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Gerrit B. Koester, The influence of tax competition on tax policy in:

Gerrit B. Koester

The political economy of tax reforms, page 96 - 97

An empirical analysis of new German data

1. Edition 2009, ISBN print: 978-3-8329-4131-4, ISBN online: 978-3-8452-1609-6 https://doi.org/10.5771/9783845216096

Series: Neue Studien zur Politischen Ökonomie, vol. 5

Bibliographic information
96 1.3 The influence of tax competition on tax policy One main advantage of our data-set is that we can study tax policy outcomes directly and do not have to rely on nominal tax rates or revenue developments. Do we see an effect of increased capital mobility and tax competition especially on business taxes after 1986? -0,5% -0,4% -0,3% -0,2% -0,1% 0,0% 0,1% 0,2% 0,3% 65 67 69 71 73 75 77 79 81 83 85 87 89 91 93 95 97 99 1 3 INCR/GDP RED/GDP BUSINESS TAX REFORMS, 1964-2004 CORPORATE PROFIT TAX -0,2% -0,1% 0,0% 0,1% 65 67 69 71 73 75 77 79 81 83 85 87 89 91 93 95 97 99 1 3 INCR/GDP RED/GDP LOCAL TRADE TAX Increase of tax exemption level Abolishment payroll tax Reduction of included long-term interest Abolishment of trade capital tax Reduction of tax rates for small businesses Tax rate cut to 25% Tax rate cut to 45% Tax rate cut to 50% Reduction of tax exemptions in banking Tax rate cut to 40% Fi sc al e ffe ct s ta x re fo rm s/ G D P Fi sc al e ffe ct s ta x re fo rm s/ G D P Temporary rate increase to 26.5% Own calculations based on: Federal Ministry of Finance (2004)/Tax laws.Reforms by date of implementation. Figure 45: Tax competition and business tax reforms Figure 45 shows the fiscal effects of reforms in the most important business taxes: the corporate profit and the local trade tax. We see that reform activity was generally not so frequent in corporate profit taxes. While there were major tax reductions until 1982, especially the rate cuts from 1991 and 1994 led to substantial reductions of the tax burden. The most important corporate tax reforms (with respect to fiscal effects) were the strong rate cuts in 1999 and 2001. The increased importance of tax reductions from the 1990s on can be seen as an indicator for an important influence of tax competition on tax rates. If we compare the periods before and after 1986 (when the US cut corporate tax rates strongly), we find that the average annual fiscal effects of tax reductions in corporate taxation from 1987 to 2004 were 11.6 times higher than the average annual fiscal effects of tax reductions from 1965 to 1986. With respect to corporate taxation, the 97 extraordinary role of the tax rate cut to 25% in 2001, which was promoted by the government as an answer to international tax competition, can be seen as an indicator for an important role of tax competition as well. On the other hand, reforms in the local trade tax were stronger in the 1970s than in the 1980s and the 1990s. Here average annual fiscal effects of tax reductions were 1.8 times higher in the period from 1965 to 1986(especially driven by the abolishment of the payroll tax) compared to the period from 1987 to 2004.175 Therefore, the reform pattern in the local trade tax does not support the hypothesis of a “race to the bottom”. What are the implications for the analysis to follow? First, we conclude from our findings that we need to integrate tax competition as explanatory variable for the corporate profit but not for the local trade tax. If we take into account that the fiscal effects of corporate tax reforms from 1964 to 2004 account only for less than 4% of the total fiscal effects of all tax reforms covered in our data-set, we see that international tax competition had only a very limited influence on our data-set as a whole. Therefore, we are able to largely abstract from tax competition in our general analyses of tax reforms but control for a possible influence on a case by case basis. 2 Normative approaches While we are generally focusing on polit-economic analyses, we do not completely exclude main normative approaches which all largely abstract from political and institutional variables in tax policy. It is especially important for us to analyze, whether normative approaches can contribute to our understanding of tax reforms and are thereby limiting the importance of positive theories.176 We start with the “financing function” of taxation which argues that tax policy is driven by expenditure decisions and the financial needs of the state. The second approach is based on macroeconomic considerations: Are tax reforms scheduled to smoothen the business cycle? Then we discuss the linkage in between inflation and tax policy. Do we see a reaction of tax policy to high inflation and the resulting “cold progression” in progressive taxes? Finally, we shortly review the approach of tax smoothing (see Table 5 for an overview of normative hypotheses). Despite its importance in normative analysis, we do not integrate the theory of optimal taxation as it has only very indirect implications for the variables covered in our data-set.177 175 Please note that we have integrated here only changes on the federal level while changes of the municipal multipliers, which have shown a general upward trend, are not covered. 176 For an overview of discussed approaches see Table 4 on p.90. 177 For a textbook-treatment see Myles (1995). See also Ramsey (1927), Mirrlees (1971), Mirrlees (1976), Auerbach/Hines (2002) and Slemrod (2004).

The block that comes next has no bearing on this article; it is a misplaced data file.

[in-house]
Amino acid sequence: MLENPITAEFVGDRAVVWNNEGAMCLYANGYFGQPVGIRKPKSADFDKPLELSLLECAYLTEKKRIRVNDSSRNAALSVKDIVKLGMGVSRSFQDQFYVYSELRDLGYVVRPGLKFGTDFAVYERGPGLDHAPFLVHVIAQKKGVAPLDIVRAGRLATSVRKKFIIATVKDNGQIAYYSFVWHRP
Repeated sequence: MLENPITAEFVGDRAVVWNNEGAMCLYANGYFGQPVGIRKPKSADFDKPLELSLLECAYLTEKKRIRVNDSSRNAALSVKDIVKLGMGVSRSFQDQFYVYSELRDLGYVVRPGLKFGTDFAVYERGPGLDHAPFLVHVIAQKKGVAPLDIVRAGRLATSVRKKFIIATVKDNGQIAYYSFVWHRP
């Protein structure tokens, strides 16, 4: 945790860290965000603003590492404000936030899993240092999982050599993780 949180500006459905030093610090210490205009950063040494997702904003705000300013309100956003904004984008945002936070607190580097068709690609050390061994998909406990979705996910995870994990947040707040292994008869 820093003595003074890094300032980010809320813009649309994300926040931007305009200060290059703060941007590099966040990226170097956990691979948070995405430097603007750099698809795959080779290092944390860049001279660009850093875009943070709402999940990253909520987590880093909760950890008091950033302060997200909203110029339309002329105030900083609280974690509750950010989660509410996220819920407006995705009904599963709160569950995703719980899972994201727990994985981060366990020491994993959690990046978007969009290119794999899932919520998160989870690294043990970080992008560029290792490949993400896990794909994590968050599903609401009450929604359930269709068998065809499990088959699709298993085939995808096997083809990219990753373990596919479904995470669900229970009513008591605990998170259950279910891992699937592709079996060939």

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Zusammenfassung

Was bestimmt die Steuerpolitik? Welche Ziele verfolgen die Bundesregierungen bei Steuerreformen? Haben Steuererhöhungen und Steuersenkungen einen Einfluss auf die Wahlergebnisse? Auf der Basis eines neuen Datensatzes zu den fiskalischen Effekten von Steuerreformen im Zeitraum von 1964 bis 2004 zeigt das Werk Muster der Steuerpolitik auf und testet zentrale ökonomische Hypothesen. Dabei zeigt sich, dass normative ökonomische Ansätze kaum einen Erklärungsbeitrag für die zu beobachtende Steuerpolitik leisten können.

Ausgehend von wichtigen polit-ökonomischen Theorien zeigt der Autor, dass die Mehrheitskonstellationen im Bundesrat einen wichtigen Einfluss auf die Steuerpolitik haben, allerdings genau umgekehrt wie von der Blockade-Hypothese behauptet: Steuerreformen sind gemessen an ihren Fiskaleffekten bei gegenläufigen Mehrheiten in Bundestag und Bundesrat häufiger und umfangreicher. Des Weiteren gibt es keine Hinweise darauf, dass die parteipolitische Zusammensetzung der Bundesregierung einen wichtigen Einfluss auf Steuerreformen hat. Wahltaktische Terminierungen von Steuerreformen spielen aber sehr wohl eine wichtige Rolle. Eine Auswertung des Zusammenhangs von Steuerreformen und Wahlergebnissen zeigt allerdings, dass die Versuche der Bundesregierungen, ihre Wiederwahlwahrscheinlichkeit durch Steuersenkungen kurz vor der Wahl zu erhöhen, wenig erfolgreich sind: Nicht nur die Jahre unmittelbar vor den Wahlterminen, sondern die Steuerpolitik in der gesamten Legislaturperiode hat einen Einfluss auf die Bundestagswahlergebnisse der regierenden Parteien.